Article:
Apply Behavioral Science for Proper Hygiene at Kindergarten and Primary School
During the lockdown in March, we had the opportunity to collaborate with Reckitt Benckiser and Napisan on the success of the Hygiene Together initiative (https://www.igieneinsieme.it/). Napisan wanted to distribute its sanitizing products for hands and surfaces to help the reopening of schools in Italy but questioned two aspects: Would sending the products alone be enough to guarantee their use and to make sure the hygiene regulations wound be applied? How to enforce the rules in school?
To facilitate teachers and classrooms to maintain proper hygiene at school, a series of “Nudge” didactic proposals have been studied to help Italian schools promote more responsible behaviors among their students. This process was completed by a team of Behavioral Science experts from the BVA Nudge Unit, researchers from the BVA Doxa KIDS unit, hygiene brand ambassadors of Napisan and La Fabbrica education experts.
When we talk about Nudging we are referring to how the behavior of individuals can be influenced without coercive intervention, but rather by providing a free choice where the desired result is perceived as easier, more evident or advantageous. Nudges could be interventions with which to capture attention, or with which to make an option more evident, visible and useful. The theory of Nudging has its roots in the teachings of behavioral science and is applied by BVA, all over the world, following a proprietary framework, to help companies and organizations to achieve behavioral changes in line with strategies – in order to always bring a benefit for the ultimate user: this is Nudging for Good (http://www.nudgingforgood.com/).
The BVA Nudge Unit team, together with the support of the BVA Doxa team, first observed the current context in schools through digital ethnographies, interviewing 12 teachers throughout the country. The levers and barriers to hand and surface hygiene were then identified during the school day and in the spaces within the school, with attention to the classroom.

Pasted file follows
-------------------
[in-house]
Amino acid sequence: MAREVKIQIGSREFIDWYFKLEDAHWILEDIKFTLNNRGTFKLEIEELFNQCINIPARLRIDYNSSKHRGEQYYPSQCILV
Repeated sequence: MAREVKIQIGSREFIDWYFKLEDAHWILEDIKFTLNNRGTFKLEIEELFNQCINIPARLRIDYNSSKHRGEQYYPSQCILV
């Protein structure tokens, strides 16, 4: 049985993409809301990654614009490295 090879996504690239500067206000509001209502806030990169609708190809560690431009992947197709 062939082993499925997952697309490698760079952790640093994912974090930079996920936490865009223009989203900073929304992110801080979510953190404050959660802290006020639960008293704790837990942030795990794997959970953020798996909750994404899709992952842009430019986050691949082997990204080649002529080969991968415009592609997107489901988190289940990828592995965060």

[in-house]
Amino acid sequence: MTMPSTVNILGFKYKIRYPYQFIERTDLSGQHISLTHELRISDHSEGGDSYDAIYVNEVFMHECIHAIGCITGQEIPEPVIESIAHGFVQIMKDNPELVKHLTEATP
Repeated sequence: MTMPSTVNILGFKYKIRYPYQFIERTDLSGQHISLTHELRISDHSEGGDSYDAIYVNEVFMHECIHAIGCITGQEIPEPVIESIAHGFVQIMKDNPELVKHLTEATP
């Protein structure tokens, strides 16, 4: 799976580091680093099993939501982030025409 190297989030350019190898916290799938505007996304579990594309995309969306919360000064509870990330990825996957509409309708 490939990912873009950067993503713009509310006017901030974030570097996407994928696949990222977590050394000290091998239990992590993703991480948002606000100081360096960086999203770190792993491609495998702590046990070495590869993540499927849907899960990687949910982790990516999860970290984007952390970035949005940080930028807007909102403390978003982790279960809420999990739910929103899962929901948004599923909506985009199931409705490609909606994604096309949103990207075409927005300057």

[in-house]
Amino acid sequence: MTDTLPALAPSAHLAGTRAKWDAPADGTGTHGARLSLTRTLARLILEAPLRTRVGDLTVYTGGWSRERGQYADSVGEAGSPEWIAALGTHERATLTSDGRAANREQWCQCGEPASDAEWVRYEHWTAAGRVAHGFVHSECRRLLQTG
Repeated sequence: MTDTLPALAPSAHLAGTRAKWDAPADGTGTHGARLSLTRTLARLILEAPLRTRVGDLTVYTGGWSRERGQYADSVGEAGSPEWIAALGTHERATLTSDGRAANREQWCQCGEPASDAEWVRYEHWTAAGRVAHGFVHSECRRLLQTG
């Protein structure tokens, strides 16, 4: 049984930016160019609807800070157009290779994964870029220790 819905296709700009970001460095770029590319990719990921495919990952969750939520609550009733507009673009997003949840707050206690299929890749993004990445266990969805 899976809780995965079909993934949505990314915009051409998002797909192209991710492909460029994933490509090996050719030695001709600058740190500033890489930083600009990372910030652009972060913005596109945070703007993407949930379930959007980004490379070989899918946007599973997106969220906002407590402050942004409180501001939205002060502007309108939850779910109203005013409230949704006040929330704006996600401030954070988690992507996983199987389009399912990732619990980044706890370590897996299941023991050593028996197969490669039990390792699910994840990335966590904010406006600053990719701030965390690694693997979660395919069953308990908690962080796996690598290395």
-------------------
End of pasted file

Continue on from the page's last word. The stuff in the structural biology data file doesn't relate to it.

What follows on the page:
More than 200 potential interventions (the “Nudges”) were therefore carried out and, after an accurate selection process, 25 of them were chosen, and 5 were identified to be implemented in the Toolkit that Napisan sent to about 5,000 schools.
Below is an example of Nudge developed through the NudgeLab process:
“Scrab the Stamp!”, A stamp that has been given the shape of a germ that is erased after 4-5 hand washes. On which drivers of human behavior does it act?
Salienza: The stamp works on Salience, i.e. it acts as a reminder for students to remind them to wash their hands, and is a reminder for teachers to check whether their students’ hands are clean.
Easiness: the stamp reduces the cognitive effort required to remember to wash your hands, making the desired behavior easier to apply.
This is an example of how we can use Behavioral Sciences to make an intention into action or behavior by applying the influence driver framework of the BVA Nudge team.
There are several areas in which Doxa and the BVA Nudge team can help companies and organizations, using their knowledge on how to influence behavior in a non-coercive way, but by applying behavioral science to:
Improve customer experience
Increase the usage of digital tools and services
Make communication and advertising more effective
Optimize the online acquisition funnel or via call center
Promote a new company culture among employees
If you want to learn more about how Behavioral Sciences can help you overcome the challenges of your business, contact us
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